This course further explores the history and evolution of the relations between domestic dogs (Canis familiaris) and humans. The course will largely focus on the developmental lifespan of dogs and will emphasize the following topics: genetics/breeds, anatomy and physiology, sensation, behavior, and cognition. The course also will involve direct observations and interactions with dogs and puppies. Critical evaluation of research and training in canine science is an essential component of the course. An understanding of basic care, including safety, nutrition, and socialization are goals of the course. Students should develop skills and knowledge to properly care for and provide a healthy environment for various types of dogs. Lab fee required. This course includes a Lab section, ANZ 221L. Prerequisites: ANZ 107, ANZ 108. Spring Semester.
ANZ 231 Historical Perspectives: Horses & Humans 3 Cr
This course explores approximately 6,000 years of horse-human relationship development and reveals the impact that this relationship has had upon human life. Students will learn about the role of the horse in religious teachings, mythology, warfare, trade, and the spread of language throughout the world. This course focuses on the impact and importance of the human-equine bond as it relates to societal and cultural development. It is designed to be taken concurrently with ANZ 231L. Fall semester.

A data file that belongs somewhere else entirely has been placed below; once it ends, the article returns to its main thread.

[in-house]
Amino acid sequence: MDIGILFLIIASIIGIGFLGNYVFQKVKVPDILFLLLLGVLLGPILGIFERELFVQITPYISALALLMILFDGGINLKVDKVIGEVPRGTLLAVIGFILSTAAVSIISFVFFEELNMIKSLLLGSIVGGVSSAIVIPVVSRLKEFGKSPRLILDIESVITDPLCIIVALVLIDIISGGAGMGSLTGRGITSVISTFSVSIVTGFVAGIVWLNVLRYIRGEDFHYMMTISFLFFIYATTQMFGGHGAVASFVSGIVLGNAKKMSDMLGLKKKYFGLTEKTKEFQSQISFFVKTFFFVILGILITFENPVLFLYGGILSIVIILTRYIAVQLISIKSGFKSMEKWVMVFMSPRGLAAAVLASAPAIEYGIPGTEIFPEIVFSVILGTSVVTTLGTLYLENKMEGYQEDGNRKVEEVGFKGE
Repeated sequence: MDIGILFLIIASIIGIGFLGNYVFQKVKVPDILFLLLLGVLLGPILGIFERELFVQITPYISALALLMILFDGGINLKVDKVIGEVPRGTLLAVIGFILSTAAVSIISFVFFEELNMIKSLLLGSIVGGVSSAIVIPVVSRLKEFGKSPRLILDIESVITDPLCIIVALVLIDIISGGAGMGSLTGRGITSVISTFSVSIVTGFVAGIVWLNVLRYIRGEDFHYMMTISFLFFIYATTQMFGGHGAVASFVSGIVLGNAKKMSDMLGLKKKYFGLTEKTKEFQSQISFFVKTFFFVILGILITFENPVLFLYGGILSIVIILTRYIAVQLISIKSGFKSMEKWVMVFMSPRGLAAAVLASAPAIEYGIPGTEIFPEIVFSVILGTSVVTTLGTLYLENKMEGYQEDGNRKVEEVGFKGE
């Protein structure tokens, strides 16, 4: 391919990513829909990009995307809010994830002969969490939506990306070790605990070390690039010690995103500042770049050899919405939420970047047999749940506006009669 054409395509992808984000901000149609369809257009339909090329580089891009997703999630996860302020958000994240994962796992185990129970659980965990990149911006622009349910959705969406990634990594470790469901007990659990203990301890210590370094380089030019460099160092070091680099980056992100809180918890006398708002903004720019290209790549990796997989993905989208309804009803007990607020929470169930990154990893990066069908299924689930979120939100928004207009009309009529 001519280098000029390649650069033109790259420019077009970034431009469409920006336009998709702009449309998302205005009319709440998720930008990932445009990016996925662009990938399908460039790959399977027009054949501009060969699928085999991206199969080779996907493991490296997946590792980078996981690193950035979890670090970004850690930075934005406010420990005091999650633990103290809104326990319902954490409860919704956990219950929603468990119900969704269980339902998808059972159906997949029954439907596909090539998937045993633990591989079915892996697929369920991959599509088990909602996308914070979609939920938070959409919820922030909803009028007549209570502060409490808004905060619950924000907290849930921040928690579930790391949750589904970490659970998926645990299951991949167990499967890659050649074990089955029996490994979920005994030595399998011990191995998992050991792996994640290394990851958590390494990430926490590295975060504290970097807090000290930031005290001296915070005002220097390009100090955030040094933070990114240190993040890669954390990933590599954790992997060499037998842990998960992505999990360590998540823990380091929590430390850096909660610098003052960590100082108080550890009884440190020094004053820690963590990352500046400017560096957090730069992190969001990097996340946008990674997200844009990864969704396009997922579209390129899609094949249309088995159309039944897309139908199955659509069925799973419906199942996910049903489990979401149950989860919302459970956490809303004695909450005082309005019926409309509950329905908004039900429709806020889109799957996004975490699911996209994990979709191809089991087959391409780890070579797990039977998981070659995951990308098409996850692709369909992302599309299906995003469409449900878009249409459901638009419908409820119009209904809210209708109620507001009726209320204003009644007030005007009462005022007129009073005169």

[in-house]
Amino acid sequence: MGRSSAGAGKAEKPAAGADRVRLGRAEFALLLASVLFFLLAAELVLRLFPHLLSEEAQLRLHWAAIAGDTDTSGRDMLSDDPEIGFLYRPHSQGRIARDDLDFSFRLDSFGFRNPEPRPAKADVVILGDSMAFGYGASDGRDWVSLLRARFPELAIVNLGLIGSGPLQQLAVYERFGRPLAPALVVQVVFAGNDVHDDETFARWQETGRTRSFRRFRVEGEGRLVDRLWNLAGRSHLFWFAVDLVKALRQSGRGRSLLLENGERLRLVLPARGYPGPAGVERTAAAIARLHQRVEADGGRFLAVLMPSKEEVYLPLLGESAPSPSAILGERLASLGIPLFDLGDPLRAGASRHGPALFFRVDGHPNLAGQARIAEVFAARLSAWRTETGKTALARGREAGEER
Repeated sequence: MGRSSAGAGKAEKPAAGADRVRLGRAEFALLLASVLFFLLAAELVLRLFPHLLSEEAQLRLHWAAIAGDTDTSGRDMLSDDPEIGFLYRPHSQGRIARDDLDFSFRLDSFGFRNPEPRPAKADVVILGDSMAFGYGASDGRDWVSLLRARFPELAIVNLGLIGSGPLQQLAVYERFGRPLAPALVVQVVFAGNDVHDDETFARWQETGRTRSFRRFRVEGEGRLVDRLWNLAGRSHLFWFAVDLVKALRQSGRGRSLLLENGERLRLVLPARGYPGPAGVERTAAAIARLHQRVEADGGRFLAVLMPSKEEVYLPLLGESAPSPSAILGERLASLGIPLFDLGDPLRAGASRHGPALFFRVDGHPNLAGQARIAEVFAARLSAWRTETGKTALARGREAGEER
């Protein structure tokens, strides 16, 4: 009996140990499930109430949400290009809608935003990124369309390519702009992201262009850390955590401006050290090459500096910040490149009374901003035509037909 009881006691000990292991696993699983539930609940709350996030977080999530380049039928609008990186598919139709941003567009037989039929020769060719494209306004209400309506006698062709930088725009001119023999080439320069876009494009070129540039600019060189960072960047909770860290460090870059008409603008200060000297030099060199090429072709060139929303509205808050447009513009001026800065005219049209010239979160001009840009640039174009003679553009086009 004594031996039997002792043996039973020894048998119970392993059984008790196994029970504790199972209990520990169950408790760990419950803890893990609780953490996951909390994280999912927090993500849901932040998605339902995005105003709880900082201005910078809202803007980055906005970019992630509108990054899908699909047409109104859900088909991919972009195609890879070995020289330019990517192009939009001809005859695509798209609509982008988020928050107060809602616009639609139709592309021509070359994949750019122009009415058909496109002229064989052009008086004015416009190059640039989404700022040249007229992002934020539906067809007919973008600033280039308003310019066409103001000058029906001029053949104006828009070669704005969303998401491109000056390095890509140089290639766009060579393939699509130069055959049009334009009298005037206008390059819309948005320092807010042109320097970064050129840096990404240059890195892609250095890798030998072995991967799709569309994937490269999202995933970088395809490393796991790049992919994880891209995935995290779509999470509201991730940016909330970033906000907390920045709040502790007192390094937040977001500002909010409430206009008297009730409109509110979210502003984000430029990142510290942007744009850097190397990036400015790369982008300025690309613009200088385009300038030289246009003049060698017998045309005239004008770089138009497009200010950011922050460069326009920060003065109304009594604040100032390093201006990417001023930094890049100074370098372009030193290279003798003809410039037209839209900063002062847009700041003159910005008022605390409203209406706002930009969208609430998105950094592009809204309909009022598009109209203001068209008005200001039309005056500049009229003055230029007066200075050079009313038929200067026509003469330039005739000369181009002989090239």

ANZ 231L Basic Equine Skills 1 Cr
Students will engage in hands-on activities with horses that teach concepts of human-equine bonding, general equine safety, and awareness such as human behavior around horses, interpreting equine communication, safe haltering, leading, tying, and grooming practices. Students will also learn basic riding skills. It is designed to be taken concurrently with ANZ 231. Prerequisite: ANZ 107 or 108 or consent of instructor.